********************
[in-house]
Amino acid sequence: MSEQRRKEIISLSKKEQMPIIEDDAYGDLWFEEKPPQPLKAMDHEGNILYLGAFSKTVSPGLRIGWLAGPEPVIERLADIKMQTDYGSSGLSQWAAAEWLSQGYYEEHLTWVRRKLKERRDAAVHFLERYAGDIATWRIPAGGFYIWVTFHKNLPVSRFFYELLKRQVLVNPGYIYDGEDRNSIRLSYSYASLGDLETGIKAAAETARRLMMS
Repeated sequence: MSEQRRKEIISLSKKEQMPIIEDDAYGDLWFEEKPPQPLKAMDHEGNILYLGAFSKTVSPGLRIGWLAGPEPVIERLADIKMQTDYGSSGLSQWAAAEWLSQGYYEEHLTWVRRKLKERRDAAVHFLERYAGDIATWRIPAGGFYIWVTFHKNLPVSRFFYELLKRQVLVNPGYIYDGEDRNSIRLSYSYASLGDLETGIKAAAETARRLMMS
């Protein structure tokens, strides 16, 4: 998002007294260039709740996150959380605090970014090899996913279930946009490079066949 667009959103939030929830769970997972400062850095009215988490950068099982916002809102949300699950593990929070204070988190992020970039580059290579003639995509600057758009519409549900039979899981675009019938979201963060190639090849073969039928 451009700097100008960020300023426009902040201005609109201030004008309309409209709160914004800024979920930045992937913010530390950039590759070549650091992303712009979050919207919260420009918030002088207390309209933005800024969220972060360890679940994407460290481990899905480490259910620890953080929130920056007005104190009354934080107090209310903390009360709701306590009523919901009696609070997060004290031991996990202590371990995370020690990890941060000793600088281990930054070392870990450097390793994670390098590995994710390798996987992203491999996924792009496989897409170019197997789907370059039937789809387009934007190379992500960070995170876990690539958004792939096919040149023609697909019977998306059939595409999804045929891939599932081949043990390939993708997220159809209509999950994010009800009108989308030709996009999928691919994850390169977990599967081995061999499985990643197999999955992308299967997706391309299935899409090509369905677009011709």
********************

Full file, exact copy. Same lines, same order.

[in-house]
Amino acid sequence: MSEQRRKEIISLSKKEQMPIIEDDAYGDLWFEEKPPQPLKAMDHEGNILYLGAFSKTVSPGLRIGWLAGPEPVIERLADIKMQTDYGSSGLSQWAAAEWLSQGYYEEHLTWVRRKLKERRDAAVHFLERYAGDIATWRIPAGGFYIWVTFHKNLPVSRFFYELLKRQVLVNPGYIYDGEDRNSIRLSYSYASLGDLETGIKAAAETARRLMMS
Repeated sequence: MSEQRRKEIISLSKKEQMPIIEDDAYGDLWFEEKPPQPLKAMDHEGNILYLGAFSKTVSPGLRIGWLAGPEPVIERLADIKMQTDYGSSGLSQWAAAEWLSQGYYEEHLTWVRRKLKERRDAAVHFLERYAGDIATWRIPAGGFYIWVTFHKNLPVSRFFYELLKRQVLVNPGYIYDGEDRNSIRLSYSYASLGDLETGIKAAAETARRLMMS
């Protein structure tokens, strides 16, 4: 998002007294260039709740996150959380605090970014090899996913279930946009490079066949 667009959103939030929830769970997972400062850095009215988490950068099982916002809102949300699950593990929070204070988190992020970039580059290579003639995509600057758009519409549900039979899981675009019938979201963060190639090849073969039928 451009700097100008960020300023426009902040201005609109201030004008309309409209709160914004800024979920930045992937913010530390950039590759070549650091992303712009979050919207919260420009918030002088207390309209933005800024969220972060360890679940994407460290481990899905480490259910620890953080929130920056007005104190009354934080107090209310903390009360709701306590009523919901009696609070997060004290031991996990202590371990995370020690990890941060000793600088281990930054070392870990450097390793994670390098590995994710390798996987992203491999996924792009496989897409170019197997789907370059039937789809387009934007190379992500960070995170876990690539958004792939096919040149023609697909019977998306059939595409999804045929891939599932081949043990390939993708997220159809209509999950994010009800009108989308030709996009999928691919994850390169977990599967081995061999499985990643197999999955992308299967997706391309299935899409090509369905677009011709």